Surprise! Economy Not So Good
Today a salvo of disappointing economic reports halted a four-day win streak for U.S. stocks. In fact, today’s market selloff nearly erased the entire advance of the past week. ADP Employer Services estimated companies added only 38,000 workers in May, far below consensus forecasts. Labor Department employment numbers, due out Friday, could either confirm or reverse the ADP reaction. The jobs concern comes on top of a big drop in consumer confidence.
To us, the bigger surprise is that anyone is surprised consumers are losing confidence. Those who have visited a gas station or grocery store this year already know times are tough. Further confirmation can be found in the S&P/Case-Shiller housing price index – now at its lowest point since March 2003. With employers not hiring, housing prices still falling, and the cost of basic necessities flying higher, a lack of confidence isn’t exactly news.
We are beginning to see more of a disconnect between stock and bond prices. Today the ten-year Treasury yield sliced below 3% as analysts suggested the Fed may have to put QE3 back on the table. Equities, which had previously welcomed any and all stimulus, did not react positively this time. Other factors could be at work, but this discrepancy bears watching.
In Europe, intense negotiations are underway on how to divide the losses from Greek government debt. We suspect the authorities will find some way to further delay any real resolution – primarily because they know they are setting a precedent for how Spain, Portugal, Italy, Ireland and perhaps others will be treated.
In short, as summer begins there is little cause to celebrate on either side of the Atlantic. Stocks reached a three-year high in April thanks not to a recovering economy, but to rising profits. The profits came from higher productivity and stagnant wages, not consumer spending. We may see a long, hot summer in the financial markets.
Telecom climbed into the top sector spot. A battle over the next generation of internet technology is making portfolio managers rethink their weightings. Many players, like Nokia (NOK) and Microsoft (MSFT), are firming up their partnerships, which may be a sign of things to come. Health Care is right behind Telecom but seems to be slowing its advance. Consumer Staples and Utilities were the only two categories we track to actually lose momentum since last week. Both still moved up in price, however, so we do not yet see a rotation away from the defensive sectors. The week’s big winner was Energy, which jumped ahead of Materials and Industrials to the middle of the pack. Financials remained in last place despite surprisingly good performance from the real estate segment.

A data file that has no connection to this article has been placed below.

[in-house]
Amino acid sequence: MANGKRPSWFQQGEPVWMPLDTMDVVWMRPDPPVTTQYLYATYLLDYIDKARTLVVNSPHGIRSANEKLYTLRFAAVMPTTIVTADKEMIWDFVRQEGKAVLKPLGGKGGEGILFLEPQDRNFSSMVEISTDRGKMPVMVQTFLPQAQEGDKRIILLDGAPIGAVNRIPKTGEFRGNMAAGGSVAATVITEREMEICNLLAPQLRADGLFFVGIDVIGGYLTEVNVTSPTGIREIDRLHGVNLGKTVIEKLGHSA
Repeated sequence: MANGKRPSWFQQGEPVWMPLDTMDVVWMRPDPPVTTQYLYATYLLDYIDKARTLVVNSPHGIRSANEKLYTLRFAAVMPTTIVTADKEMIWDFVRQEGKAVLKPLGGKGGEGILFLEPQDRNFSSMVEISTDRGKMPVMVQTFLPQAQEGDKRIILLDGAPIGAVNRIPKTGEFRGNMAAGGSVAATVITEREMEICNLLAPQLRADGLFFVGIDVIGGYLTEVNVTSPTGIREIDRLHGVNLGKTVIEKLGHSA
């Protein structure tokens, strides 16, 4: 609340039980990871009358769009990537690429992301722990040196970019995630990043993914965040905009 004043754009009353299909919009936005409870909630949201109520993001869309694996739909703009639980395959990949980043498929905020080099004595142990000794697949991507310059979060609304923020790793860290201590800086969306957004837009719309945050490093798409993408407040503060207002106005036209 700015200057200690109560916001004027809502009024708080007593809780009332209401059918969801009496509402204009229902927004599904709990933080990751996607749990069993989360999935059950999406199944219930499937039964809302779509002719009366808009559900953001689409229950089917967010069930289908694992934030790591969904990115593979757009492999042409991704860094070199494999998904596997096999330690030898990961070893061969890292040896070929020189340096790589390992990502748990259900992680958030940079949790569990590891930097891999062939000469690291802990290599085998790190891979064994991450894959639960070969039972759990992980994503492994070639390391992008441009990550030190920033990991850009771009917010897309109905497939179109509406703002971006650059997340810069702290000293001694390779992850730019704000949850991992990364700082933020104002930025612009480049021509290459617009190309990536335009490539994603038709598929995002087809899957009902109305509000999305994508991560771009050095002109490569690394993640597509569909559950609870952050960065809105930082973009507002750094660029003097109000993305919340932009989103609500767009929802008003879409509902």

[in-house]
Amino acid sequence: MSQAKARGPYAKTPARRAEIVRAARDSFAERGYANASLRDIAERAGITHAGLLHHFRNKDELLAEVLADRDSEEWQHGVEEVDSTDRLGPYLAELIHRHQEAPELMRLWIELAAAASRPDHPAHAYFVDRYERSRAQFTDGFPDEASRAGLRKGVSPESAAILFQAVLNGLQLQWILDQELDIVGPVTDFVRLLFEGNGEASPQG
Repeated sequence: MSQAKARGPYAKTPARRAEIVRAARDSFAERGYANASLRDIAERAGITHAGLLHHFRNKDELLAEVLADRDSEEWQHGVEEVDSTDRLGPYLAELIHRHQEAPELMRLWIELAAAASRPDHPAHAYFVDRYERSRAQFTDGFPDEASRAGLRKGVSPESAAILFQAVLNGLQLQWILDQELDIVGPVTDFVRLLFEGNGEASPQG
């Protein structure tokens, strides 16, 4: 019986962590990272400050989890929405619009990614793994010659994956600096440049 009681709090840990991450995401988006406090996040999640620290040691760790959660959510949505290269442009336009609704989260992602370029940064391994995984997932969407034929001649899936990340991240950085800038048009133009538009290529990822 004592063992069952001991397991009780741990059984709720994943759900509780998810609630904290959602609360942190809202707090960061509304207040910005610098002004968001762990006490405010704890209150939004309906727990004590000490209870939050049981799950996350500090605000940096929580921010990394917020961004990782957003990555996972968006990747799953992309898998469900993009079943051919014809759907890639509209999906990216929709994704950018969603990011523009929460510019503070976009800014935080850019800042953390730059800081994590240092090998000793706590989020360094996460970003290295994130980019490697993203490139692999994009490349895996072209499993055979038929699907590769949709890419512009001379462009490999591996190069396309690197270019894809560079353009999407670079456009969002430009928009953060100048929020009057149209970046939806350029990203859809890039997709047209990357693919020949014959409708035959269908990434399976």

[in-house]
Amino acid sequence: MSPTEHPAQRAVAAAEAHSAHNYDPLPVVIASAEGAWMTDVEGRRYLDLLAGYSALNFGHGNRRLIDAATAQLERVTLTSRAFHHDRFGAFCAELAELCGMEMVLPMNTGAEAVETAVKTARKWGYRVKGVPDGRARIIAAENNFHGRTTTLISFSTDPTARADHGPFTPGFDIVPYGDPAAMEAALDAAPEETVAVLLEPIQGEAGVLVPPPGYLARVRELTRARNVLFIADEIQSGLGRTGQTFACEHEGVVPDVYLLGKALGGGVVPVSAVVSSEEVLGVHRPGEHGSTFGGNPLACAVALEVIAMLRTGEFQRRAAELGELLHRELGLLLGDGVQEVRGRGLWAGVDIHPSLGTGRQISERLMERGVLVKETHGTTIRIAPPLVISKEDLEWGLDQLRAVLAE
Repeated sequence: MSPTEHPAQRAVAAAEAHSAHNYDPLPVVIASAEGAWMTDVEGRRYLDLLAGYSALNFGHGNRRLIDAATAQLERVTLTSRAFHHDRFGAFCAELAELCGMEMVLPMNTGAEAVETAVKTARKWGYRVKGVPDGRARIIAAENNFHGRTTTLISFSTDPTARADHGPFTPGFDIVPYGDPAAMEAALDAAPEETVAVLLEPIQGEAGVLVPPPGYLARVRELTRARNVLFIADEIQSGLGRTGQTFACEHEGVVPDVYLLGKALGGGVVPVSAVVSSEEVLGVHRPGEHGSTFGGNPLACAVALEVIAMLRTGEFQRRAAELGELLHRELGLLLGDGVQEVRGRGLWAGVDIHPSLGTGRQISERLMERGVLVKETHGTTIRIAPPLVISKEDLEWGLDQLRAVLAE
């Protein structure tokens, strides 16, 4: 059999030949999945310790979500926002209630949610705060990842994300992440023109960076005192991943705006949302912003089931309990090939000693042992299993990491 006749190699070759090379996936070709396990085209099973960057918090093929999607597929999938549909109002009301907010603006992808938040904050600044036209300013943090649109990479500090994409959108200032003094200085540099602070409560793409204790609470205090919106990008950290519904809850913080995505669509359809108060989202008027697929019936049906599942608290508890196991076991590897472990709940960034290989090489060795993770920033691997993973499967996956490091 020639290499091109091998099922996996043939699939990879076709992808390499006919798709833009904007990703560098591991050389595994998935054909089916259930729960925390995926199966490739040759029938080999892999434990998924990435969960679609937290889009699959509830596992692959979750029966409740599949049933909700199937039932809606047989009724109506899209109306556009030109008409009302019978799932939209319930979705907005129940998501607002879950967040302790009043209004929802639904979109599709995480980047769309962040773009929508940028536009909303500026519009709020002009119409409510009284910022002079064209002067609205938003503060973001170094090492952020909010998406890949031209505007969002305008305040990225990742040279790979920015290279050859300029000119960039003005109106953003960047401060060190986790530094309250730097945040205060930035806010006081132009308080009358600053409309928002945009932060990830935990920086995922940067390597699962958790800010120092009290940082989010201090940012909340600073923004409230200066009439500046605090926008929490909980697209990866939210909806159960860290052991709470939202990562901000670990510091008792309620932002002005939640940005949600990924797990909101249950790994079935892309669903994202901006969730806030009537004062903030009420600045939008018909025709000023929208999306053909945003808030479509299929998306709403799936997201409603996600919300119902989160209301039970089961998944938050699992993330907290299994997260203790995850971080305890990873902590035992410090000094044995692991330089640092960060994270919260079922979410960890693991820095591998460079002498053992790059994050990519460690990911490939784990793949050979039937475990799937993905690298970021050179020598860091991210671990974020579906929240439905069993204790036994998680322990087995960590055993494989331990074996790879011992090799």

A four-day rally helped bring all the Style categories back to positive momentum, but today’s negative action will likely cause this to unravel. Dispersion tightened up somewhat in the process with just 15 points now separating first place from last. The Growth categories all posted better advances that their Value and Blend counterparts. Mid Cap Growth held on to first place and Small Cap Growth jumped ahead to reclaim the #2 spot. Large Cap Growth performed well, but still slipped in rank due to strength in the Small Cap categories. After escaping from the bottom for a couple of weeks, Mega Cap is once again in last place.
For the second week in a row, we have a major shake-up in the Global rankings. Currency trends are playing a significant role. This week, general weakness in the U.S. Dollar and strength in other currencies boosted the performance of international markets. Nine of the eleven categories are now positive, but not by much. A re-run of last week’s dismal chart is entirely possible. On a relative basis the U.K now leads, followed by the U.S. and China. The latter broke out of its short-term downtrend, a feat Latin America could not match. Japan is still on the bottom by a comfortable margin.
The charts above depict both the relative strength and absolute strength of various market sectors, styles, and geographic locations on an intermediate-term basis. Each grouping is sorted (top to bottom) by relative strength. The magnitude of the displayed RSM value is a measure of absolute strength, which is our proprietary method of measuring and reporting the intermediate-term strength as an annualized value.
“Home prices continue on their downward spiral with no relief in sight.”
David Blitzer, Standard & Poors, 6/1/2011
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